Not all hair is created equal.
Hair in the black community has always been a controversial topic. Sadly, black women especially, know that the hair on their head is much more than, “just hair” and can be the target of oppression at work, school and many other places. In September 2016, Pretoria High School for Girls in South Africa was in the news because a group of students protested against the school’s hair policy. The school policy called for, “neat” hairstyles and forbid, “eccentric” hairstyles which equated to the black girl's natural hairstyles in the school.
This is not the first incident that we have seen like this.
In 2013, 12-year-old Vanessa VanDyke in Orlando, Florida was told she would need to either straighten or cut off her natural hair because it was a, “distraction”. The same year, second-grader Tiana Parker was kicked out of her school for dreads. In the Bahamas, Tayjha Deleveaux’s high school told her she would need to perm her hair because her ponytail puff was a distraction. She then created the hashtag movement #supportthepuff.
Around the world black girls are receiving the message that their natural hair is unprofessional, distracting and overall inappropriate. The long history of European standards on black hair is still being upheld today. Black hair has become politicized and targeted by racism for decades.
With the large number of black women beginning to embrace their natural curls there has been a great change in public opinion over the last few years. In America, and around the world there is still a long way to go to change the standard of beauty and decriminalize black beauty.
Whether in America, the Bahamas or South Africa popular perception and policies reinforce the idea that people of African-descent are “less-than” when they are their natural selves. When digging deeper into world culture it is clear that the racial climate in one country parallels many other countries. The younger generation has taken on the feat of changing the perception of black beauty. They not only take a stand in the efforts to be their most authentic selves, but they also work to change the way others see natural hair.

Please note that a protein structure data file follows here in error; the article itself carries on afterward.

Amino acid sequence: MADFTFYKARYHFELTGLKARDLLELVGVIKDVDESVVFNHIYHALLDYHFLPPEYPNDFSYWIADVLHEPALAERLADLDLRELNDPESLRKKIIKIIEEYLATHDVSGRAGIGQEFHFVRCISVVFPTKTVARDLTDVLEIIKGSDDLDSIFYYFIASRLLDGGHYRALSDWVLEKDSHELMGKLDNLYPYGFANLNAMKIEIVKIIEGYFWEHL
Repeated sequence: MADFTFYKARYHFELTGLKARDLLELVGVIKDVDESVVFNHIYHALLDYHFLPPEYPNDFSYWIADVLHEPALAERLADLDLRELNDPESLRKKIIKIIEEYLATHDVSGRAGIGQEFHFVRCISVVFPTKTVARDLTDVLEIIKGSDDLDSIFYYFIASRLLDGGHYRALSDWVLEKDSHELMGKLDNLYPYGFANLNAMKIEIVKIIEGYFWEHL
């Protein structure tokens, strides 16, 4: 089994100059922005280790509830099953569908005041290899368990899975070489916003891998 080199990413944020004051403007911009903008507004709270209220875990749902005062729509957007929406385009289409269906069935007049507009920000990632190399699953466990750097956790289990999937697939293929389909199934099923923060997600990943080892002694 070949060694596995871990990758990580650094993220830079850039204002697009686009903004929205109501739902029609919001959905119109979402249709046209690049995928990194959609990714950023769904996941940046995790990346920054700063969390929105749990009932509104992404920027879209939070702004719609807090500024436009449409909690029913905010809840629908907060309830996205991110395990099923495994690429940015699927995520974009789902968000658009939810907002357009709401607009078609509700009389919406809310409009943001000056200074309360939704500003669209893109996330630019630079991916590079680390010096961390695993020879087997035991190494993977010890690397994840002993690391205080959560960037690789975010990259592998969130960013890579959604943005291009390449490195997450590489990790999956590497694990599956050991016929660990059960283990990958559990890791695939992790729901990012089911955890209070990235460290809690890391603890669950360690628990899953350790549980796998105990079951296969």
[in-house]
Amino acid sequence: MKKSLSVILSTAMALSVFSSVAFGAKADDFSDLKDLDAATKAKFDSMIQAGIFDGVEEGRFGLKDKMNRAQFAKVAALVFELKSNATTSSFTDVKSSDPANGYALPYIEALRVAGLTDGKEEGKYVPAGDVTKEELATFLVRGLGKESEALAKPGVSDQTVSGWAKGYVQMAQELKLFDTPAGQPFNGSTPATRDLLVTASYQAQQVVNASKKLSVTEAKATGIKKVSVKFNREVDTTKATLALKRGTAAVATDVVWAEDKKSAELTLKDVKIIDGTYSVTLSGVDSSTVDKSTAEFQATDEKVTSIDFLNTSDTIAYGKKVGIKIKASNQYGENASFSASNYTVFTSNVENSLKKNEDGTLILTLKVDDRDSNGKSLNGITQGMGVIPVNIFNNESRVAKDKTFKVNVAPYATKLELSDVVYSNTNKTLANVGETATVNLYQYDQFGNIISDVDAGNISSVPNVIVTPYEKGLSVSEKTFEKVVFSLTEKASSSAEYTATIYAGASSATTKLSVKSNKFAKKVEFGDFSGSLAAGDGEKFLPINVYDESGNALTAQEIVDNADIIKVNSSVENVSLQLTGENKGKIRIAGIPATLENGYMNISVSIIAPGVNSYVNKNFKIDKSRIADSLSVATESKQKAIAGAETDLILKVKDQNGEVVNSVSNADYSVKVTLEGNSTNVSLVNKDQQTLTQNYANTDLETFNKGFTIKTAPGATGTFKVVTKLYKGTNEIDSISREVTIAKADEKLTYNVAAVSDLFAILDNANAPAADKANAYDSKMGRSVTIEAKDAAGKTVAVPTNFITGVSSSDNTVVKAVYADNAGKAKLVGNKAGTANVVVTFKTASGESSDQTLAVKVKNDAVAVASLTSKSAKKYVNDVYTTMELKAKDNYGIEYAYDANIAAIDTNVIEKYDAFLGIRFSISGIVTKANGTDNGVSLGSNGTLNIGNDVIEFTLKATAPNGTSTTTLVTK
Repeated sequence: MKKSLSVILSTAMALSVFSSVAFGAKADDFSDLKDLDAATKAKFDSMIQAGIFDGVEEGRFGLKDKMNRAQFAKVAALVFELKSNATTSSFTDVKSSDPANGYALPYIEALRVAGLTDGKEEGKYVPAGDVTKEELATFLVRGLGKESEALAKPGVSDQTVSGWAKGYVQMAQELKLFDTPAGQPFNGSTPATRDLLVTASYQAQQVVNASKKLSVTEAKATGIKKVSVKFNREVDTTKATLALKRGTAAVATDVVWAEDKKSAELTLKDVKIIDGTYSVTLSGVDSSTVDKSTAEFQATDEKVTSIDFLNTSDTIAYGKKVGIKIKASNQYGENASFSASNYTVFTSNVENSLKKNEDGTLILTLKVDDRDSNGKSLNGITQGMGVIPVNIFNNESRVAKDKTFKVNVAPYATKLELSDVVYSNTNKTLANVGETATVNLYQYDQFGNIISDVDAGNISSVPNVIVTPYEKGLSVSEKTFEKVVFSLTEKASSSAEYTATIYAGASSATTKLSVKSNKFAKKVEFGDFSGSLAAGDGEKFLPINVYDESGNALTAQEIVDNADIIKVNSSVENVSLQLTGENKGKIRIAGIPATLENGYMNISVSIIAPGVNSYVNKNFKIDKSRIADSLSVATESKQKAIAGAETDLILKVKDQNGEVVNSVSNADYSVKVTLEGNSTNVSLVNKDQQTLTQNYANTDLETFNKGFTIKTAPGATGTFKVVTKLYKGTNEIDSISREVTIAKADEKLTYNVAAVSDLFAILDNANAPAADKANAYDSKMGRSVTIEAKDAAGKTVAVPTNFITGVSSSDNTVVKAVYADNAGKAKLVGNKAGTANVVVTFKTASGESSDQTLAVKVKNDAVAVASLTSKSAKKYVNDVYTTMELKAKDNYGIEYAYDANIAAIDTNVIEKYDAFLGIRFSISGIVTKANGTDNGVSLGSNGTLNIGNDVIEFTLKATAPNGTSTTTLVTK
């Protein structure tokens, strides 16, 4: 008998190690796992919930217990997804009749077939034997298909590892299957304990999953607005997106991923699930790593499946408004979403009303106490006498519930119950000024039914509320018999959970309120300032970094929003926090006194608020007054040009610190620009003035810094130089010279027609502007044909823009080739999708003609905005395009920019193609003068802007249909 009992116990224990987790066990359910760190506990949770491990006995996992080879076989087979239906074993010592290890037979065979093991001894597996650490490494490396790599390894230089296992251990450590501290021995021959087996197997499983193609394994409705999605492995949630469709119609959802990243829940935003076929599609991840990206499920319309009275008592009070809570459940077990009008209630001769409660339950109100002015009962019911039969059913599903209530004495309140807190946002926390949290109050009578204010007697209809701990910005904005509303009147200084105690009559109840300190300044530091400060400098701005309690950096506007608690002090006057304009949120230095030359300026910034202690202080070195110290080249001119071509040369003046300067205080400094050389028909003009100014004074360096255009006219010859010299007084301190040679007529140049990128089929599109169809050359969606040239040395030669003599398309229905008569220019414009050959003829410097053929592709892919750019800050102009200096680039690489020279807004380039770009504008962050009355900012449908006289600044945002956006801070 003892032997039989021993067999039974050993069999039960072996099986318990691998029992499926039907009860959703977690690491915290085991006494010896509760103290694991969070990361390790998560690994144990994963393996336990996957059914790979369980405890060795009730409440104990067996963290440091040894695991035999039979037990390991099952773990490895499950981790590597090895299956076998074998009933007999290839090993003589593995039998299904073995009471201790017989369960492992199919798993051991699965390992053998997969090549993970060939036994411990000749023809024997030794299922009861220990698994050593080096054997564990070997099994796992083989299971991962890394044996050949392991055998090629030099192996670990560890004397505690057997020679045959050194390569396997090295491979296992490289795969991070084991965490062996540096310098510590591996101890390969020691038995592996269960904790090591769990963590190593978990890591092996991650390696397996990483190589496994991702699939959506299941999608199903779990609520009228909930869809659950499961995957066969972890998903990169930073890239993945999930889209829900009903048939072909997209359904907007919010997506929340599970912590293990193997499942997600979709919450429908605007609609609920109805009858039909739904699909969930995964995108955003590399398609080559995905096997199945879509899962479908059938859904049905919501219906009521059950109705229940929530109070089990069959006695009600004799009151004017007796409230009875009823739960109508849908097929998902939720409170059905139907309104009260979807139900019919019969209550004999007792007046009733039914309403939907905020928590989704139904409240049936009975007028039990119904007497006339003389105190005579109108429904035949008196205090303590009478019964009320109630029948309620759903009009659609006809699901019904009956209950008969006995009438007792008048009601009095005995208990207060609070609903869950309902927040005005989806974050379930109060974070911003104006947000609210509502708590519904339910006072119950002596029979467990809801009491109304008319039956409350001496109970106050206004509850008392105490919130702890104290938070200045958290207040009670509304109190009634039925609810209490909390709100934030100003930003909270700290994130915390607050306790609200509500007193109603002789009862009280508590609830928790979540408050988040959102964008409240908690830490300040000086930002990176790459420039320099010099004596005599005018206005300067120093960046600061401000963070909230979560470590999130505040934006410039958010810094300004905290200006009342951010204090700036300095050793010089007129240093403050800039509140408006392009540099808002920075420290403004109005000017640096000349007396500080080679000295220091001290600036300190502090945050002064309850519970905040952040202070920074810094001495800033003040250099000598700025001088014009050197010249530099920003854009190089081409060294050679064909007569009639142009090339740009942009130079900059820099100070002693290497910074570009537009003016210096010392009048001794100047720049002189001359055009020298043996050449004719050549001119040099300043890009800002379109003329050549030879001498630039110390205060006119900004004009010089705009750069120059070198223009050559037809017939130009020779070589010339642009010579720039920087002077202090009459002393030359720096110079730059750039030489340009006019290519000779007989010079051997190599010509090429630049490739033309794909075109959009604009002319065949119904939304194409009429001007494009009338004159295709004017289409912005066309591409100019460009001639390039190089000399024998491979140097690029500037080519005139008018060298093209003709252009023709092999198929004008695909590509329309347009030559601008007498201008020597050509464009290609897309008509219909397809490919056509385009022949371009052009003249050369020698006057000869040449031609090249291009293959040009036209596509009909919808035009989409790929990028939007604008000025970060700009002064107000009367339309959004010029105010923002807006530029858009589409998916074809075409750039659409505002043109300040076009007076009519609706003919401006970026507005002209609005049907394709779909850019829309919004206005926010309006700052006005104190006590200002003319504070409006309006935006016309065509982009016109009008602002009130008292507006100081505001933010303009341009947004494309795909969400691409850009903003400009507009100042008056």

There have been great strides in the beauty world for people of color. Sundial Brands is the leading natural brand today led by CEO Richelieu Dennis. He and his family were forced to leave Liberia because of civil war and were left to figure out how to make a decent living in New York. Dennis’s mother sold bath and body products in Liberia so he used family recipes to sell these products in the streets of NYC. Twenty-five years later Sundial is one of the leading Black-owned businesses in the country. Their most popular brand, Shea Moisture, a natural hair product line, created the movement #BreaktheWalls to encourage stores to have more inclusive beauty aisles and many stores have taken steps to do that. Sundial not only aims to make the beauty industry more inclusive but also to sell products that are made ethically and cruelty-free.
Outside of the beauty aisle natural hair is also being embraced on the runway. Natural hair models are making their way on the runways in New York, Milan and Paris. Tailiah Waajid has also created a powerful platform for the natural hair community to have their own runway. Waajid runs the World Natural Hair Beauty Show in Atlanta which is one of the largest hair shows in the world. People from all over the world go to watch the show, shop for new natural hair products and learn about new trends in the natural hair world. Adults and kids alike have been supporting this show for 20 years.
Teaching the next generation to love their natural hair and beauty is key to developing a stronger cultural identity in the African-American community. There are more natural hair icons on television than ever before, such as Tracee Ellis Ross and Solange Knowles. Natural hair techniques are being taught in beauty schools around the world and the number of natural hair salons are increasing. There is also a wave of Black-owned business such as natural hair accessories and products that have had much success due to the increased demand in the community. The embrace of natural hair has given African-Americans an avenue to support and invest money back into the community, providing for greater economic growth and success. Increasing representation of natural hair in the media, providing more access to the resources of that community and stimulating economic growth are all important to the strengthening and resilience of the African-American community. It may seem oversimplified but by loving ourselves we can truly make a greater impact in our communities and on the world.